Dragons' Den: It wasn't a wrap for Kath Austin
Kath Austin has responded to the criticisms of BeeBee Wraps on Dragons' Den last night (Sunday).
The Cambridge-based entrepreneur, who started the ethical food wrap company from her kitchen in 2017, was pitching the five dragons on the BBC2 show for £60,000 investment.
It all started out really well, when dragon Peter Jones revealed he already used the sustainable cling film alternative to cover the food in his fridge at home, and Deborah Meaden sharing that she makes her own beeswax wraps using a homemade formula perfected over many years.
However, Deborah didn't like the smell of the BeeBee product, and founder Kath Austin has since responded to that criticism by adapting the formula of her wraps to reduce the smell - and she's done this by not using beeswax sourced from bees who live near heather.
"We have changed the ingredients and then tested the smell of the wraps," says Kath, who notes that filming took place in May. "What we found is that the beeswax makes the difference to the smell and not actually the resin.
"We batch code every single pack so know where every ingredient originated. We now know that the wraps that appeared in the Den were made using wax from beehives located around heather on heath land. We noticed this carried a much more astringent aroma than beeswax from hives near for example rapeseed or wild flowers.
"BeeBee Wraps are a natural product that rely on natural ingredients and so there will be some variation in scent and colour. Having said that, the honey scent of our wraps tends to get a hugely positive reaction from customers. When out at stalls people always rush over exclaiming at how wonderful it smells. We understand that for some people, the fragrance isn’t for everyone so, if you’re sensitive to it, we recommend washing the wraps a few times with cold soapy water and the smell should diminish."
Following on from the smell, the dragons raised concerns about the margins. The wraps - they last up to a year - sell for £14 a set, but the difference between the cost of production and the price to wholesalers is only a couple of pounds and this caused some consternation among the more bottom-line focussed dragons (which is all of them).
"Our business is a social venture and run to benefit the environment and people," Kath retorts. "We care about creating a financial viable business so we can achieve our the environmental impact that sits at our core, benefit our shareholders and reward our staff."
At the same time, however, there was a move to cut costs.
"We realised we needed to make some cost savings to maintain a healthy margin," Kath says. "Our production processes have been reviewed and streamlined, we have reviewed our supply chain to ensure we order above the price breaks to benefit from the discounts available and we are looking at further ways to cut out laborious aspects of the manufacturing process.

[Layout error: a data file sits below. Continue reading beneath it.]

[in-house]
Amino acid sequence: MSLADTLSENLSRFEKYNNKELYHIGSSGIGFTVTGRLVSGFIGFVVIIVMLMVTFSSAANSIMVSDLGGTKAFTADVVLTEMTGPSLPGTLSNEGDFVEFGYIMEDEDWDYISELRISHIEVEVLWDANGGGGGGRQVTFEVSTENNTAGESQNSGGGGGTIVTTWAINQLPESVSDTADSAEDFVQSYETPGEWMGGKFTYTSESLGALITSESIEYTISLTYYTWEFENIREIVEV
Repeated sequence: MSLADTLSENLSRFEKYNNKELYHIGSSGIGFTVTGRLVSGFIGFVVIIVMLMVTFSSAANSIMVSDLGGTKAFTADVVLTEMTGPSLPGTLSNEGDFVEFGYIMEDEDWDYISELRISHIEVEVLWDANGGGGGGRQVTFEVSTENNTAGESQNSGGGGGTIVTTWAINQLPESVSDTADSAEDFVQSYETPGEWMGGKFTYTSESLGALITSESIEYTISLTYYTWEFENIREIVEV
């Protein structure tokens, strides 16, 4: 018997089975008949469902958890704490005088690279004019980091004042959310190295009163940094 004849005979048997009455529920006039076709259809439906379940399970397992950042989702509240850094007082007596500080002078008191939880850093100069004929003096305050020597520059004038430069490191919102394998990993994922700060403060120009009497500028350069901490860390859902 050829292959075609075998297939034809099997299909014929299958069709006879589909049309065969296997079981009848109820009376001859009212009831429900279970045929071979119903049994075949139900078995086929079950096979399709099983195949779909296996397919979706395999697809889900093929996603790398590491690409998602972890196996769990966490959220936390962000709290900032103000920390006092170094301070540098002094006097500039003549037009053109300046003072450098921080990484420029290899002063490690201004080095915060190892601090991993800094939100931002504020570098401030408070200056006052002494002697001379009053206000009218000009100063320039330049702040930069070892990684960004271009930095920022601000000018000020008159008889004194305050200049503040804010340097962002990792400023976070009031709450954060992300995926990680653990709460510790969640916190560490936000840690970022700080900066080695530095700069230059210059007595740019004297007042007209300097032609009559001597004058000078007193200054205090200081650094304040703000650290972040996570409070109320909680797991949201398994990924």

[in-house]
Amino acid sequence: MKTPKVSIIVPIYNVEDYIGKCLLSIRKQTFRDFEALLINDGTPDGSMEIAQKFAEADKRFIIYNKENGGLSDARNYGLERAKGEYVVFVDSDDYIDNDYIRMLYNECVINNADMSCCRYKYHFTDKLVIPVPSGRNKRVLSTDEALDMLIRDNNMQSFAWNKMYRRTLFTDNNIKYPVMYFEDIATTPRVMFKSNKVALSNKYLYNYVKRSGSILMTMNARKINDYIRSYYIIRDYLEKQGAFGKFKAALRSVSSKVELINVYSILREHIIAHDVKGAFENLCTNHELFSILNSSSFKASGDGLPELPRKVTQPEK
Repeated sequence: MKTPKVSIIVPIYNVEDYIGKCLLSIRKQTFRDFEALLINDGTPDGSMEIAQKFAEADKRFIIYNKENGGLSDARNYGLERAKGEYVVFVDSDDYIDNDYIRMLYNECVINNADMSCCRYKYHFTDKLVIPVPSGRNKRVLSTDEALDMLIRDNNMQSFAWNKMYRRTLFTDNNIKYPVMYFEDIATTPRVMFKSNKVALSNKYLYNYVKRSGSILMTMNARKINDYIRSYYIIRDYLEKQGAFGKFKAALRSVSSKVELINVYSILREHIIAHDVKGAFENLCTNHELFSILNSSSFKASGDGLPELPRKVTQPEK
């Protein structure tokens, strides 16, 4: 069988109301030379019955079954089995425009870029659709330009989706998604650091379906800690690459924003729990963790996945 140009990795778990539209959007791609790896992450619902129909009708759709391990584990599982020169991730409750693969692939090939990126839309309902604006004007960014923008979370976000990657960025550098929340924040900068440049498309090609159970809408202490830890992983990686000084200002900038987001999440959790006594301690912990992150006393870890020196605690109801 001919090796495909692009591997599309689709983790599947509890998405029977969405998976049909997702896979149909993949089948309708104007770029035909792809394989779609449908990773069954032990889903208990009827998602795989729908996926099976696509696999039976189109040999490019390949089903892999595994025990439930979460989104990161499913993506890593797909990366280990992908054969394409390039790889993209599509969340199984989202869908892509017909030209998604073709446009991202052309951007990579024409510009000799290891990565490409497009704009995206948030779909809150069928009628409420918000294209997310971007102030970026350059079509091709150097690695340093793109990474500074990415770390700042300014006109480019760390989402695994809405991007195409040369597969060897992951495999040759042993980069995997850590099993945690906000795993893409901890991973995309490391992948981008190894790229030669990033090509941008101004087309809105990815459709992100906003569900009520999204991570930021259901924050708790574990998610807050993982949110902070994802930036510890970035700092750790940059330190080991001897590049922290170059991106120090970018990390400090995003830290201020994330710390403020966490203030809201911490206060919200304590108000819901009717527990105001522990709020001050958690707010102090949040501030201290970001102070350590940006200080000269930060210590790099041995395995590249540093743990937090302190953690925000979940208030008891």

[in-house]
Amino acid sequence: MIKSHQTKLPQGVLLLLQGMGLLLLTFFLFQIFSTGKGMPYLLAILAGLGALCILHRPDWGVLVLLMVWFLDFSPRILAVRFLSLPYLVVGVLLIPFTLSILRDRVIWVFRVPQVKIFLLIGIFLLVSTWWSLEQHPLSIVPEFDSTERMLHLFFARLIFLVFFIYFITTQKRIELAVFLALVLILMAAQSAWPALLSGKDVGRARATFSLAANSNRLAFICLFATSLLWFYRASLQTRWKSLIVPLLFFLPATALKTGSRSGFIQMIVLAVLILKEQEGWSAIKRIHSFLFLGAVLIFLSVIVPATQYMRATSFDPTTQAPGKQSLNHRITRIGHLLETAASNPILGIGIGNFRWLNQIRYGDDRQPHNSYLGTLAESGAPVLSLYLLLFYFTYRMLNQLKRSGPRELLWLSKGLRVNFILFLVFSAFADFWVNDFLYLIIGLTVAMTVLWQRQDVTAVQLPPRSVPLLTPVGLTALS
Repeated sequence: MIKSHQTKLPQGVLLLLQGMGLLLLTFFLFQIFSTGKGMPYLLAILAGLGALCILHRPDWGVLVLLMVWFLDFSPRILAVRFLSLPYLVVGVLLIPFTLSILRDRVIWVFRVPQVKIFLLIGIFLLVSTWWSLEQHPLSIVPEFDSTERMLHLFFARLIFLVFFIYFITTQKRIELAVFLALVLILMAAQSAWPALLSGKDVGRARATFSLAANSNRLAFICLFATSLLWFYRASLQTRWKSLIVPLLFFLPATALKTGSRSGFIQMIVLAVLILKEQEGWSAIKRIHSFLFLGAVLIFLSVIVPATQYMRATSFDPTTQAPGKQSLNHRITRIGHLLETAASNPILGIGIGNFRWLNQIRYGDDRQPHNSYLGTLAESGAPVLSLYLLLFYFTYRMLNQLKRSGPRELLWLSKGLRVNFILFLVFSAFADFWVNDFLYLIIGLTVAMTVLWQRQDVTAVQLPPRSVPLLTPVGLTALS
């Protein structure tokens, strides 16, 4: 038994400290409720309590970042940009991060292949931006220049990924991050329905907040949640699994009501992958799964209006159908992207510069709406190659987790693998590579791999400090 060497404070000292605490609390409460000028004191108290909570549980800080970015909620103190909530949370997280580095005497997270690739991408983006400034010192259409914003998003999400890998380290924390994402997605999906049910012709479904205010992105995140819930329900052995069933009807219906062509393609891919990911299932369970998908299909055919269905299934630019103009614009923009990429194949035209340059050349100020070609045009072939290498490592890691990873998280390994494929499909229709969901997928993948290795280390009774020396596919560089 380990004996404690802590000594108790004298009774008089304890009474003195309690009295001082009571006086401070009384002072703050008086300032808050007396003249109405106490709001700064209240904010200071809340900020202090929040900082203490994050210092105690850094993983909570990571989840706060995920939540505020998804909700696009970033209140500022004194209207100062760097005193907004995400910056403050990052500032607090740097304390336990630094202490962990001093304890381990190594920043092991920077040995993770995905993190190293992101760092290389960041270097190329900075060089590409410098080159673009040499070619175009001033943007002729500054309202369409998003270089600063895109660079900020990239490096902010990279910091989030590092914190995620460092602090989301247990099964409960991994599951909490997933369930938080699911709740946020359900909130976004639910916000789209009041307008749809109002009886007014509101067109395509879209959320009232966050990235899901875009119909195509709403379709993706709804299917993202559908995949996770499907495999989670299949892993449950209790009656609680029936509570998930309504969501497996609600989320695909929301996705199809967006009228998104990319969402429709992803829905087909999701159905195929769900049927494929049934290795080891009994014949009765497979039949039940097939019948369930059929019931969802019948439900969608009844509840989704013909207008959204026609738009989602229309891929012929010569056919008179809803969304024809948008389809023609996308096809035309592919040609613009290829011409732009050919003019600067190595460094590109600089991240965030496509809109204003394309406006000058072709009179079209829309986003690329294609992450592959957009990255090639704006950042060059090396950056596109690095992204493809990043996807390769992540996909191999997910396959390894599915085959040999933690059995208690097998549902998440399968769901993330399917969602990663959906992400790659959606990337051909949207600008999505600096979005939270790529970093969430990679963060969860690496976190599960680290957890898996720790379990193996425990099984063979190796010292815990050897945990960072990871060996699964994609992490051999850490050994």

"Overall, the exposure proved beneficial, if only because it kickstarted other processes which have improved the product and service. In the time since filming took place BeeBee Wraps has grown further, we have signed a contract with Green Pioneer to distribute our products across Europe, we've outgrown BBHQ and are moving to premises twice the size, and we are working with Abel & Cole and Milk & More to deliver BeeBee Wraps to doorsteps across the UK."
Also on Dragons' Den last night were Cranes Drinks, the supplier of upmarket drinks based on cranberries. Founders Dan and Ben Ritsema, whose company is based in Croydon in South Cambs, were less than distraught to have not received any investment from the TV stars.
"It was a great experience," Ben, the managing director, told the Cambridge Independent. "Obviously they edited it with out showing our side of the story. We have already crowdfunded twice with a valuation of £3million. So have over 500 investors that thought the valuation was fair. The fact we are also stocked in Asda nationally, Morrisons regionally - around east Anglia - and we're launching into Ocado this week as well as Co-Op east of England means that we are getting some great traction.
"The dragons don’t have a great foothold in the alcoholic drinks market so always going to be a bit of a challenge. They always want a large percentage in the business, even though we didn’t get the investment the exposure for the brand will be great."
Kath Austin concluded of the process: “My experience in The Den was very intense, it’s terrifying and exhilarating all at once. When the lift doors open and five Dragons are quietly sat looking at you expectantly you realise it is a once-in-a-lifetime performance.”
More by this authorMike Scialom